Potential New Therapeutic Target Identified in TNBC

CIB1 could represent a novel target for the development of targeted therapies in triple-negative breast cancer.

Leslie Parise, PhD

CIB1, which is associated with cancer cell survival and proliferation, could represent a novel target for the development of targeted therapies in triple-negative breast cancer (TNBC), according to an analysis published in the journalBreast Cancer Research and Treatment.

CIB1 is a 22-kDa regulatory protein that is commonly hijacked by cancerous cells to avoid normal apoptosis. Prior studies have shown that CIB1 depletion disrupts the PI3K/AKT and RAS/MEK/ERK pathways, resulting in a synergistic mechanism of cell death.

“We think that cancer cells become addicted to CIB1 for their survival, so when we remove CIB1 from susceptible cancer cells, they can no longer survive,” Leslie Parise, PhD, a UNC Lineberger member and professor and chair in the UNC School of Medicine Department of Biochemistry and Biophysics, said in a statement. “We think there is a synergy that occurs from the loss of these two cancer-causing pathways, and when both of them are turned off at once, we observe a catastrophic death of cancer cells."

For the analysis, researchers at the UNC Lineberger Comprehensive Cancer Center explored inducible RNAi depletion of CIB1in vitroandin vivoon 11 TNBC cell lines. All cell lines were examined using immunoblotting clonogenic assay, flow cytometry, RNA-sequencing, bioinformatics analysis, and Kaplan—Meier survival analysis.

TNBC cell lines were transduced with a control or two separate CIB1 shRNA targeting sequences. Overall, CIB1 depletion demonstrated significant signs of cell death. Across all cell lines, the response rate was 72.7%. There was a trend toward better responses in tumor cell lines with higher differentiation scores, although this was not statistically significant (P= .0695).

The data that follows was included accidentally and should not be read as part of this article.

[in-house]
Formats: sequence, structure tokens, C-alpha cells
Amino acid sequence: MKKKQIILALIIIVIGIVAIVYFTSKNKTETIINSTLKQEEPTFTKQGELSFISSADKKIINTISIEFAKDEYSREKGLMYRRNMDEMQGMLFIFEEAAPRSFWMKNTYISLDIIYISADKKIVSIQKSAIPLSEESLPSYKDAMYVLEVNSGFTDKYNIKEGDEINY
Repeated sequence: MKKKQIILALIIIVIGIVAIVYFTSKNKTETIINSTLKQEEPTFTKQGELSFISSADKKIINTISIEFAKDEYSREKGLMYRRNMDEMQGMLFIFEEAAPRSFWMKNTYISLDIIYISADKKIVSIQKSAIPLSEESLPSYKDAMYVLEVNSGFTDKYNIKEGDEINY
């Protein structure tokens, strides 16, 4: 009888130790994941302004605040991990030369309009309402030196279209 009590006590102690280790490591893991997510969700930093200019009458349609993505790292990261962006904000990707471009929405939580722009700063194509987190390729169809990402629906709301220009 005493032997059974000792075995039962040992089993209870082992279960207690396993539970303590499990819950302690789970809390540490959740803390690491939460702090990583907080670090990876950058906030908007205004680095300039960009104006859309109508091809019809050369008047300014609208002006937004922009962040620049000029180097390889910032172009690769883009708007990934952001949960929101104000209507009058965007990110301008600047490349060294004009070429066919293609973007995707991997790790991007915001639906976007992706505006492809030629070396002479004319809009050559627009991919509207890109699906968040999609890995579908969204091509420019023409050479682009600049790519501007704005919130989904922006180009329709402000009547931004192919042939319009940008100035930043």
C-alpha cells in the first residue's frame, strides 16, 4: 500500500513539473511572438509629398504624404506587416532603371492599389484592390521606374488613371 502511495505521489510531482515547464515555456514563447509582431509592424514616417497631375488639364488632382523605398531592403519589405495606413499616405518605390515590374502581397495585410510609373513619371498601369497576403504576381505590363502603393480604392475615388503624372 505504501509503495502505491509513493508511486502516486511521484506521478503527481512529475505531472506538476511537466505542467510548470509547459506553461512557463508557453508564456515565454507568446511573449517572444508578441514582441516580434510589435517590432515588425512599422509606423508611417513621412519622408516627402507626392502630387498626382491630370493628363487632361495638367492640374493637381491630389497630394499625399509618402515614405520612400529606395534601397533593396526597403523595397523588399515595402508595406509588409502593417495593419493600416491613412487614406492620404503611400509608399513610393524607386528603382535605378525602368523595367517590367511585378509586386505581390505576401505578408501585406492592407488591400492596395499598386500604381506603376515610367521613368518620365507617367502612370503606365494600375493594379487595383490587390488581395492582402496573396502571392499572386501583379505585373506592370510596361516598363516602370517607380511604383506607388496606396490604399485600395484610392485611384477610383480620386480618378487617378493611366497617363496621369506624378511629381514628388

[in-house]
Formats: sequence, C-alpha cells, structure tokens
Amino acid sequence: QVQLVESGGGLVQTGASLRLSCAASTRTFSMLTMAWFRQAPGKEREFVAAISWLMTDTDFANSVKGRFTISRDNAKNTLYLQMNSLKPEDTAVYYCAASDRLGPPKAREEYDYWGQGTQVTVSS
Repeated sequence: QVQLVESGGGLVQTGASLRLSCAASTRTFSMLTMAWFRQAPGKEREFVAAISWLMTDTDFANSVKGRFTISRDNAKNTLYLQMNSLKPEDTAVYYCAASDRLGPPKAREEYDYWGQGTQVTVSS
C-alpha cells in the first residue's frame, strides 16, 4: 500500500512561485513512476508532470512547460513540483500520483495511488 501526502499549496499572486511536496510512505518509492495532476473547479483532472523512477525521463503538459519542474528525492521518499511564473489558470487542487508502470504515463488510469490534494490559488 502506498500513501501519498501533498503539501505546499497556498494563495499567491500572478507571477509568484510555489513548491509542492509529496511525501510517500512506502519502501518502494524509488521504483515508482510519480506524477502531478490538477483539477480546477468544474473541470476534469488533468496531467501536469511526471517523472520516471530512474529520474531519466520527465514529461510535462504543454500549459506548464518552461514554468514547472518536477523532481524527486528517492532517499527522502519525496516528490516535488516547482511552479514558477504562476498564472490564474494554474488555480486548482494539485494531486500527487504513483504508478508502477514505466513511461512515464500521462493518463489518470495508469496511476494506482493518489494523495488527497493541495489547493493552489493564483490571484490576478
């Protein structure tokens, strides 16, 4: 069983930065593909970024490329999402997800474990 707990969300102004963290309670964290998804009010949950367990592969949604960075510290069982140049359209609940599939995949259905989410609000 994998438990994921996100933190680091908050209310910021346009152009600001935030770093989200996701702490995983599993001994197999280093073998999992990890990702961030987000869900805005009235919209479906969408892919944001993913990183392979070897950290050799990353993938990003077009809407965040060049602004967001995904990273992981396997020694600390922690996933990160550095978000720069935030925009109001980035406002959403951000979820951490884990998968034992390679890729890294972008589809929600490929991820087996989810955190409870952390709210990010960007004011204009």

The most dramatic responses were seen in MDA-MB-468 cell linesin vivo. The MDA-468 cell line demonstrated a near 50% relative change compared with the control arm. This was seen with both CIB1 shRNA depletion methods. Additionally, significant changes were seen in the BT549 cell line, at a near 65% relative change.

A deep analysis of cell lines revealed potential biomarkers of response to CIB1 inhibition, including elevated AKT activation and low PTEN expression. Additionally, RNA sequencing showed decreased proliferation and increased cell death with CIB1 depletion.

“These results highlight the exciting potential of CIB1 as a novel therapeutic target for triple-negative breast cancer,” Parise said. “There is an obvious and pressing need for targeted therapies for triple negative breast cancer patients, who are faced with limited treatment options.”

The authors of the study theorized that depletion of CIB1 would be less toxic to normal cells because they are not addicted to the CIB1 pathway as a means of survival. This could translate to lower adverse events, if a targeted therapy against CIB1 were developed. However, this observation would need to be validated in clinical trials.

“We believe that this protein could be a potentially safe therapeutic target for triple-negative breast cancer, and the future could bring drugs that specifically target this protein to kill breast cancer cells,” Parise added.

The TNBC cell line studies lay the foundation for future research. Based on the promise of the results, the researchers involved in the investigation have founded a new company labeled Reveris Therapeutics to help bring a CIB1 therapy to market. The company is being founded in partnership with the University of North Carolina at Chapel Hill’s Carolina Kickstart program, which is meant to support UNC faculty to commercialize biomedical discoveries.

Black JL, Harrell JC, Leisner TM, et al. CIB1 depletion impairs cell survival and tumor growth in triple-negative breast cancer. Breast Cancer Research and Treatment [published online ahead of print 24 June 2015].